Psychoanalytic Personality Assessment

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Fetina Pennington
December 19, 2012
Dr. Kathlyn J. Kirkwood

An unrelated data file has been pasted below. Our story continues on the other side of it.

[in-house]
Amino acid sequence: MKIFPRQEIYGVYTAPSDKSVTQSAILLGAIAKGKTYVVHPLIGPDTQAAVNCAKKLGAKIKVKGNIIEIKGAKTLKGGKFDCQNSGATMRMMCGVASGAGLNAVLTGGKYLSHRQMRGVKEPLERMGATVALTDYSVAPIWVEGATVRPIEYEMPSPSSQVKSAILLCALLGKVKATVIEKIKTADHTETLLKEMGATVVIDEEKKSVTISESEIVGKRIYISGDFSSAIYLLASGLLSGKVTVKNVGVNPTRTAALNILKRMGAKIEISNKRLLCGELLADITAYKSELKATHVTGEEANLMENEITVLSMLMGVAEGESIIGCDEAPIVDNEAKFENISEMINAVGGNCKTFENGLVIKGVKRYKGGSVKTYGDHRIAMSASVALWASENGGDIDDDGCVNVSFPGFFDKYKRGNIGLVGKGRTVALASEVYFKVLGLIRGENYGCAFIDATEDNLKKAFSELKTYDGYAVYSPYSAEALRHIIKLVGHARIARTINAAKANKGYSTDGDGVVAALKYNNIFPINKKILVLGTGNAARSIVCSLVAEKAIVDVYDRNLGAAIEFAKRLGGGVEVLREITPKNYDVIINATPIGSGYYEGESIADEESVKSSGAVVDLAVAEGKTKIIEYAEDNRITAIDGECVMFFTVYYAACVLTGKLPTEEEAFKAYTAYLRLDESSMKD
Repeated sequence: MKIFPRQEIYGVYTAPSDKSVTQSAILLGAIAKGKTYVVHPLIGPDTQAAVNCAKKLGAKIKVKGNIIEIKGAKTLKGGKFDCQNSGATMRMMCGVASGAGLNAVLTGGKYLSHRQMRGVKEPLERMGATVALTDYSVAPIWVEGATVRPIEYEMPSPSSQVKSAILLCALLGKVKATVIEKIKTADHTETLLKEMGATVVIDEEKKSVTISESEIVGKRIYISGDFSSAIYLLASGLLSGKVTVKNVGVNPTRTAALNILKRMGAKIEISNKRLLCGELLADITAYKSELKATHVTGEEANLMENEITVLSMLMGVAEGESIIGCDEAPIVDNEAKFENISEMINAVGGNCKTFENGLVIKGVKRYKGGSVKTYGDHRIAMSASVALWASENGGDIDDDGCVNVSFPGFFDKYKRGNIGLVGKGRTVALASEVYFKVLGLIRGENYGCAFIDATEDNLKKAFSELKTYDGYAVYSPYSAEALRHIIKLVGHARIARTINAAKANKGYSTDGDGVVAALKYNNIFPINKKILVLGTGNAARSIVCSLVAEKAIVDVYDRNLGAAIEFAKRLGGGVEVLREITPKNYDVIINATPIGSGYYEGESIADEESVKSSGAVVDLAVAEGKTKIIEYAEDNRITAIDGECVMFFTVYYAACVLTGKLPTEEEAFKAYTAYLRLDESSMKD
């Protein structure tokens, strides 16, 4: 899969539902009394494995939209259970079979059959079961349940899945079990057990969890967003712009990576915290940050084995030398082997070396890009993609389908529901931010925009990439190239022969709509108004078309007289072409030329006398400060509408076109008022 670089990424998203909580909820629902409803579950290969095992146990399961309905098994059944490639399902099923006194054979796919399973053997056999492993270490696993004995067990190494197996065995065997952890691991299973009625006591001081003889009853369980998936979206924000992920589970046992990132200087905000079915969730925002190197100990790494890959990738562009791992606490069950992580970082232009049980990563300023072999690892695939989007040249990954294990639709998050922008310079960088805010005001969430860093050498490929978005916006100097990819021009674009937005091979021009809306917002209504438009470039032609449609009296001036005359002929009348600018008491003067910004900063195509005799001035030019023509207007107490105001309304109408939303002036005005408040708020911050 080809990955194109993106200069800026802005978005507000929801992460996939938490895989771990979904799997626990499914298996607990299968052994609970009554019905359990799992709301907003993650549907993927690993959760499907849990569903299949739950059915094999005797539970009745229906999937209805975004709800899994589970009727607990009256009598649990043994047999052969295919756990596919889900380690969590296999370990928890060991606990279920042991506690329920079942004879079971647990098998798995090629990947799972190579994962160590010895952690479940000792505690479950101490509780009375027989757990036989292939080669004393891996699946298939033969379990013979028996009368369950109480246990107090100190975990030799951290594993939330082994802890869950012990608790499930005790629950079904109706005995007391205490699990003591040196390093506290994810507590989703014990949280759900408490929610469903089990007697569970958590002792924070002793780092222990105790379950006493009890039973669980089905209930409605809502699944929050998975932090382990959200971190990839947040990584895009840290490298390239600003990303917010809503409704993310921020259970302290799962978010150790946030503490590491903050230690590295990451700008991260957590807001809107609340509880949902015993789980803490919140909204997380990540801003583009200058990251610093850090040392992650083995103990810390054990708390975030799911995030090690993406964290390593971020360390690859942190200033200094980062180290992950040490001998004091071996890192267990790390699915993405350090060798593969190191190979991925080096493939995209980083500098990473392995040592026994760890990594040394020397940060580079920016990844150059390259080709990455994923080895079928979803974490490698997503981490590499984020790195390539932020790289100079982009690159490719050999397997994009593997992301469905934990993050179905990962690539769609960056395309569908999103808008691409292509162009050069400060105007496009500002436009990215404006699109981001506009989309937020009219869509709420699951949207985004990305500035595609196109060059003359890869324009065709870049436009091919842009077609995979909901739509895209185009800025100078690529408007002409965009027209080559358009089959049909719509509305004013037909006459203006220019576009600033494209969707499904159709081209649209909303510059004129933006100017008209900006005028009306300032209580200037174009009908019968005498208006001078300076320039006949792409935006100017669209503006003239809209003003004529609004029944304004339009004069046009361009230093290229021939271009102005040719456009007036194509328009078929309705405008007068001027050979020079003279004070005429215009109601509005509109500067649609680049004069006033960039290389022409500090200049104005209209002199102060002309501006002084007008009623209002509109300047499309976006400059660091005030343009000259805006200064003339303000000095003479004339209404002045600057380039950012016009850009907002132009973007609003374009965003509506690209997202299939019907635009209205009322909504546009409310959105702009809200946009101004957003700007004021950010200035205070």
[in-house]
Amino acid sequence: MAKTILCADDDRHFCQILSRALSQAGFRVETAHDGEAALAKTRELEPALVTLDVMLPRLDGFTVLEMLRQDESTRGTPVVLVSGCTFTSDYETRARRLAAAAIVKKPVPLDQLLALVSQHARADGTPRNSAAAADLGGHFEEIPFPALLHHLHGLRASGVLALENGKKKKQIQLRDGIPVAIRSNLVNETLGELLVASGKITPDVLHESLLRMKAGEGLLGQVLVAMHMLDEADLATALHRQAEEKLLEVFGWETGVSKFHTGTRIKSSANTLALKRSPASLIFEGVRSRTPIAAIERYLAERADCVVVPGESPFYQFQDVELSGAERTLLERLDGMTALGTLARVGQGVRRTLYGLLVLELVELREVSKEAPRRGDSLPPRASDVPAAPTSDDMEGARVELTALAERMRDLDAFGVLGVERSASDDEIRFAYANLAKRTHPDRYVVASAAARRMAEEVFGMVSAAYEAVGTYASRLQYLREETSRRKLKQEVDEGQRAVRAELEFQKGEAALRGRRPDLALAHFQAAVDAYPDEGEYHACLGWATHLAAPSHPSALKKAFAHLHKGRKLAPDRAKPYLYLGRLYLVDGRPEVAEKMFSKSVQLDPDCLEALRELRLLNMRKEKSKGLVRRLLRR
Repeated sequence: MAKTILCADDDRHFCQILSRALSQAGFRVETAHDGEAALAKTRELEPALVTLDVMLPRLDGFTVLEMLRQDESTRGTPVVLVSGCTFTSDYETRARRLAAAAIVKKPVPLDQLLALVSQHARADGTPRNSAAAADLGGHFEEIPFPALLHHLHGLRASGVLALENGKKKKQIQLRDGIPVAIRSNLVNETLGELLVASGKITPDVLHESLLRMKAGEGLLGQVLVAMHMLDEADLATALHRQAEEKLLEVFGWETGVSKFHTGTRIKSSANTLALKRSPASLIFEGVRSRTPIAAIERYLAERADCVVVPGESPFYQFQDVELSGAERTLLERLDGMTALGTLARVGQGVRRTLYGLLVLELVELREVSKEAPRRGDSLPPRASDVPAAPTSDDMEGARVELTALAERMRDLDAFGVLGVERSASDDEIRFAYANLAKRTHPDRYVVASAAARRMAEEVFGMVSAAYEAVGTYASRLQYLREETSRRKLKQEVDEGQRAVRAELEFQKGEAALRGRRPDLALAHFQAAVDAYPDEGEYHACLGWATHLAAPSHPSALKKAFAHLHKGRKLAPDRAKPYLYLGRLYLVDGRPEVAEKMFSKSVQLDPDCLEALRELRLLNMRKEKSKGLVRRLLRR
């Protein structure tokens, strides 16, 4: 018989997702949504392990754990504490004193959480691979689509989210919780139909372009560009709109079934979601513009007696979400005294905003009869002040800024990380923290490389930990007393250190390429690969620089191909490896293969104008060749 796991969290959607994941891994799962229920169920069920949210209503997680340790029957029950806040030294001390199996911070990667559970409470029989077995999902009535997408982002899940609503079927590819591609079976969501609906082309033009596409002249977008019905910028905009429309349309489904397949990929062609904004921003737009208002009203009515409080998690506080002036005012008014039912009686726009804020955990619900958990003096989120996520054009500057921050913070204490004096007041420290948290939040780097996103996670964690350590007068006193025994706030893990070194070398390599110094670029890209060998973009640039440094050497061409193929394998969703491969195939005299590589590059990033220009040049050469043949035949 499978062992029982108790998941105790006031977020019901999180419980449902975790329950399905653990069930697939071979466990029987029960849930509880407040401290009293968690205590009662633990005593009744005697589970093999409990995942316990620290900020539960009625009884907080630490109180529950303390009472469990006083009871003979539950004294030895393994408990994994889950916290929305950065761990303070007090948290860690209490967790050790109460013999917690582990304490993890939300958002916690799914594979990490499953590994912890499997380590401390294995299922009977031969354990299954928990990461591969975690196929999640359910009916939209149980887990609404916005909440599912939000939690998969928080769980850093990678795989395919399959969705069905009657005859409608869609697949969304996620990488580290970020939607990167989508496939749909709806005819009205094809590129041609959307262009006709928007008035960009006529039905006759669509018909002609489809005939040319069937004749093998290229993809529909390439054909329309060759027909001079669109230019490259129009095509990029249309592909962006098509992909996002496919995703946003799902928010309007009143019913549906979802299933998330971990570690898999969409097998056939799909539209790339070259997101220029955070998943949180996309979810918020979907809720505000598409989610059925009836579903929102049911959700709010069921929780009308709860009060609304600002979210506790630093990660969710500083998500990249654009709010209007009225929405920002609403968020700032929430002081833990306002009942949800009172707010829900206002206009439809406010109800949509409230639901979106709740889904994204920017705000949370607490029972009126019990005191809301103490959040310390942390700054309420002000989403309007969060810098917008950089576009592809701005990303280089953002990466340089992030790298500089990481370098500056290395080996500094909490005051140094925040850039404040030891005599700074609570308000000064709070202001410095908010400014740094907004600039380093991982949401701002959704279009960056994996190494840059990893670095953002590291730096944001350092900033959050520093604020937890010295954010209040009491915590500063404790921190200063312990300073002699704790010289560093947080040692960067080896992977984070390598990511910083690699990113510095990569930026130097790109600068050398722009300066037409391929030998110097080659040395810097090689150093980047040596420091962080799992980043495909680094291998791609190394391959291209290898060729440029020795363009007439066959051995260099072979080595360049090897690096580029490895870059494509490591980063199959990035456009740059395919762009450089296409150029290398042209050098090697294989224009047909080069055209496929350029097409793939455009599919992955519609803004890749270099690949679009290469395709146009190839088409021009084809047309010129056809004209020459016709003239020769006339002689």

The Psychoanalytic Theories of Freud, Jung, and Adler contributed so much to psychology as we know it today. As developers of the theory of personality involving the id, ego, and superego, which led to the therapy method known as psychoanalysis, Freud, Jung and Adler shared many ideas and fought over many concepts in developing each of their versions of what became the beginning of psychotherapy. These three scientists came up with the fledgling ideation that led to many modern theories of human behavior, thought, and personality. Most psychologists recognize these three as the pioneers of modern theories. The theories of all three are very complex and difficult to understand (The Science and Practice of Clinical Psychology, 2007). Freud, Jung, and Adler became fast friends through their avid interest in psychology. Alfred Adler, a medical doctor with a deep interest in psychology and human nature, met Freud in their native Vienna in 1900 at a medical conference where Freud presented his new theories about dreams and the unconscious. Freud met Jung and after a mega- meeting of thirteen hours of discussion, became cohorts in spreading the wonder of psychoanalysis (Bridle & Edlestein, 2000, Spring/Summer). Alfred Adler and Carl Jung liked Freud’s definitions of id, ego, and superego, but had no interest in the sexual ideation in his theory. There was also significant tension between Freud and Jung. Freud believed that religion had no place in psychological theory. Carl Jung separated from Sigmund Freud to develop his own human personality theory based on his belief that the human psyche has an undeniable religious nature (Malamud, 1923). He thought dreams contained significant insight into people's psyche and theorized that for people to become whole, they should be taught to integrate the unconscious with the...
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